The origins of the ancient Scottish surname Wauchope are perhaps lost in antiquity. There are two locations in the Borders region of Scotland named Wauchope from which it may have sprung (i.e., first Dumfriesshire and later Roxburghshire). The place-name likely refers to the "valley of the foreigner" or to a small secluded valley. The early charters have been lost or destroyed. The earliest recorded instance of the patronymic is for one Ada de Waleuhope in 1165. It has been said the Wauchopes had their first rise from a French (i.e., Norman) knight in the service of Scottish King Malcolm III, Canmore, in about the year 1062. This is by no means certain. They may still very well trace their roots to the Normans of the 1066 Conquest; or to the Scandinavians of the Danelaw (c. 9th century); or to Celtic Britons of the kingdom of Strathclyde (c. 6th century BC); or even further back to those arriving after the last glacial age (c. 4,000 BC). Y-DNA testing conducted thus far simultaneously supports all these multiple origins, including one not previously contemplated by researchers, that is a Roman soldier serving in Britain (c. AD 43-410). This pattern has been found to be common amongst influential Scottish families tested thus far, that is a central male line (i.e., the original ancient aristocratic line, most likely represented by the last surviving line of the Wauchopes of Niddrie) plus a number of unrelated male lines (followers) which carry the same surname. Though never found as tenants-in-chief (e.g., Earl) of the King, the Wauchopes had their own feudal tenants and vassals, and at one time held great power along the Borders. In general, the Wauchopes seem to have had a very chequered history. Many were involved in feuds throughout the centuries. Later generations transformed this martial bent into distinguished military service.George Black in his master work 'The Surnames of Scotland' (1946) states that:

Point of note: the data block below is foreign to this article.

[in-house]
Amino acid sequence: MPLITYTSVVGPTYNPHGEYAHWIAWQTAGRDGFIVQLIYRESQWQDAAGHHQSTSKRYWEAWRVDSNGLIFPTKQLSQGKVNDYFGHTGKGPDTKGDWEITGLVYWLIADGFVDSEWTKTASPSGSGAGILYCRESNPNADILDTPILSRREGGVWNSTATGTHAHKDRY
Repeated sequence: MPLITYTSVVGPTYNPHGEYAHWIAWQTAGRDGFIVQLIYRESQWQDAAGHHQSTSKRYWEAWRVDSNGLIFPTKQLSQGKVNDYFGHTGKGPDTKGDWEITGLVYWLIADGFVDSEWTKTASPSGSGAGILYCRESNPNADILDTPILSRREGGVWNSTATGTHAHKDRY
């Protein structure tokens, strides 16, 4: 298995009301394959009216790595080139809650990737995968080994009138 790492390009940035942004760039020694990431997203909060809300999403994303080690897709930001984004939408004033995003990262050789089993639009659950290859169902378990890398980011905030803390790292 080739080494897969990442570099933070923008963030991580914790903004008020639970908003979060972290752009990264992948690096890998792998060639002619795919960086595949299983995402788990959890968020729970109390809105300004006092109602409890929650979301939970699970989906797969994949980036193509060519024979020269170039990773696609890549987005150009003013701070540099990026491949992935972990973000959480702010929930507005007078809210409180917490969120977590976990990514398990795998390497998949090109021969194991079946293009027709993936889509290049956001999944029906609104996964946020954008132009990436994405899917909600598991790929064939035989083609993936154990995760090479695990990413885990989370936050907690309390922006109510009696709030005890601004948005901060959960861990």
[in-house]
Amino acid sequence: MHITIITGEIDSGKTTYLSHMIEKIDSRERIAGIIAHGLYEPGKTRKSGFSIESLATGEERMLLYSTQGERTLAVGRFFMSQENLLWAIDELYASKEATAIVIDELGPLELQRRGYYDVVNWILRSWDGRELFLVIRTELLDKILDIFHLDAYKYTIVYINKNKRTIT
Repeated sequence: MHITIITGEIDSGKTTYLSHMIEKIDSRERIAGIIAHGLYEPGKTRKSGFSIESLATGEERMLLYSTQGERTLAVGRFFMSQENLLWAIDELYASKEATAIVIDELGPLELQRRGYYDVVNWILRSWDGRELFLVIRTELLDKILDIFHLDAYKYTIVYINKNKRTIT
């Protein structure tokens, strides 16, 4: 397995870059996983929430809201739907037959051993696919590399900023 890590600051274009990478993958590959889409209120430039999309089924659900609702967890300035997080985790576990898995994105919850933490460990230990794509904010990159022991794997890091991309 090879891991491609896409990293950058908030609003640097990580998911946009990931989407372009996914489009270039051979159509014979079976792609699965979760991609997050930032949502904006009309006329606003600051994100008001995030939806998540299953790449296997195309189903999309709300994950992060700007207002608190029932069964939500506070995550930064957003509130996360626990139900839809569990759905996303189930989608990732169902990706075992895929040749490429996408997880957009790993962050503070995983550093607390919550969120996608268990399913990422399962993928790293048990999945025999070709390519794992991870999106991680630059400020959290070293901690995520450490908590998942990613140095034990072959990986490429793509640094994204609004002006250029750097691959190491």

- Bauchop is believed to be a corruption of Wauchope
- Waugh is an abbreviation of Wauchope
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